• A Library cannot be inherited.



using this for that; can be used to attach library functions to any type.


Error Handling and Custom Errors

in Solidity, the assert(), require() and revert() functions are used to check for conditions. In cases when conditions are not met, they throw exceptions.

  • require(bool condition, string memory message): is used to validate inputs and conditions before execution.

  • assert(bool condition): is used to check for code that should never be false. Failing assertion probably means that there is a bug.

  • *** revert(): *** is used abort execution and revert state changes.


Custom Errors

Starting from Solidity v0.8.4 , there is now an additional way to revert a transaction. With Custom Errors we can now revert transactions in a convenient and gas-efficient way and tell our users why a transaction failed. They are simply defined using the error statement. Also have similar syntax as events do.


Global Variables and functions

Global variables are special variables that are globally available and provide information about the blockchain.

  • block.blockhash(uint blockNumber) returns (bytes32): hash of the given block - only works for the 256 most recent blocks excluding current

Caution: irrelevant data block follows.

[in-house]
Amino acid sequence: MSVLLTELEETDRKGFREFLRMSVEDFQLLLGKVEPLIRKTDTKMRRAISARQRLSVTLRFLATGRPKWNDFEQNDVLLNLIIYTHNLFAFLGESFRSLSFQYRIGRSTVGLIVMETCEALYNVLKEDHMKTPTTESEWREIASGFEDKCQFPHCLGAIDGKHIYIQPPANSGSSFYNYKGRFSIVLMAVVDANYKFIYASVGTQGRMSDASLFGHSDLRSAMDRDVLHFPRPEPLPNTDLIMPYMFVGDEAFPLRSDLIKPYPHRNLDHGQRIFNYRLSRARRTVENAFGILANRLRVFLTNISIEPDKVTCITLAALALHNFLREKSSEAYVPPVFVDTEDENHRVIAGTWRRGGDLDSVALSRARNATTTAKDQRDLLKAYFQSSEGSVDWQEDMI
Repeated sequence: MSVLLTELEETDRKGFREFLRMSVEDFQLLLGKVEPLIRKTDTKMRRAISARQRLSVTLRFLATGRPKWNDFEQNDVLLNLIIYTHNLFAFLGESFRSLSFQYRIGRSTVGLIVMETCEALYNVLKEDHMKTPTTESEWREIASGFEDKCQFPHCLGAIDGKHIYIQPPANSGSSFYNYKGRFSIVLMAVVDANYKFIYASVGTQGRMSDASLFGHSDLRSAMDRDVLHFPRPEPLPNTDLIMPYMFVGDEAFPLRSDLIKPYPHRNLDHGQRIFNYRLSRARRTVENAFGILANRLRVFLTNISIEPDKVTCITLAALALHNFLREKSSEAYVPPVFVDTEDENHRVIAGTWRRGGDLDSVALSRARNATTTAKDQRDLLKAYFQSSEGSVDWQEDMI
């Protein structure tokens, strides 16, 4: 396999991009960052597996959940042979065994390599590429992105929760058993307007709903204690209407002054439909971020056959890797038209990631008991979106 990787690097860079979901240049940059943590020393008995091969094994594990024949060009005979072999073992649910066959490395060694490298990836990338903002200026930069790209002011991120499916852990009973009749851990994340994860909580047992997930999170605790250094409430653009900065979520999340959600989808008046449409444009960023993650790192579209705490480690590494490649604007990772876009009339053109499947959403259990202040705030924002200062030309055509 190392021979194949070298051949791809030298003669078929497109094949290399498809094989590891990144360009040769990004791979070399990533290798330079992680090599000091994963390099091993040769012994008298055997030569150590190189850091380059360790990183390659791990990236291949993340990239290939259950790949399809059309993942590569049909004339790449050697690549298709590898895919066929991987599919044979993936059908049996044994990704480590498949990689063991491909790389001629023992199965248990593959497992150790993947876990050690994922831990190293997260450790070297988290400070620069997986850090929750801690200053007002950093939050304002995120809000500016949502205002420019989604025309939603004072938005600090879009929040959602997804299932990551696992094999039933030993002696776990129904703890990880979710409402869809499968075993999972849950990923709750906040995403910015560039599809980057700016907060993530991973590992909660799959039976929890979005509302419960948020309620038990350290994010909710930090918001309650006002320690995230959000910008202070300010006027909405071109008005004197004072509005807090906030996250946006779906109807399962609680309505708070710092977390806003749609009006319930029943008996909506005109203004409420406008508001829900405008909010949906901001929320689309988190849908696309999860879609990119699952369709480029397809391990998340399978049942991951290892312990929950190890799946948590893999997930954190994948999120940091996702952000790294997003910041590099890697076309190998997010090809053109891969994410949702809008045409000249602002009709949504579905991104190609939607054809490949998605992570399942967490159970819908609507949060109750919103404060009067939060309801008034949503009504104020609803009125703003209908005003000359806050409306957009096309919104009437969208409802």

• block.coinbase (address): current block miner’s address

  • block.difficulty (uint): current block difficulty

  • block.gaslimit (uint): current block gaslimit

  • block.number (uint): current block number

  • block.timestamp (uint): current block timestamp as seconds since unix epoch

  • (bytes): complete calldata

  • msg.gas (uint): remaining gas

  • msg.sender (address): sender of the message (current call)

  • msg.sig (bytes4): first four bytes of the calldata (i.e. function identifier)

  • **msg.value **(uint): number of wei sent with the message

  • tx.gasprice (uint): gas price of the transaction

  • tx.origin (address): sender of the transaction (full call chain)

  • addmod(uint x, uint y, uint k) returns (uint): compute (x + y) % k where the addition is performed with arbitrary precision and does not wrap around at 2**256.

  • mulmod(uint x, uint y, uint k) returns (uint): compute (x * y) % k where the multiplication is performed with arbitrary precision and does not wrap around at 2**256.

  • keccak256(...) returns (bytes32): compute the Ethereum-SHA-3 (Keccak-256) hash of the (tightly packed) arguments

  • sha256(...) returns (bytes32): compute the SHA-256 hash of the (tightly packed) arguments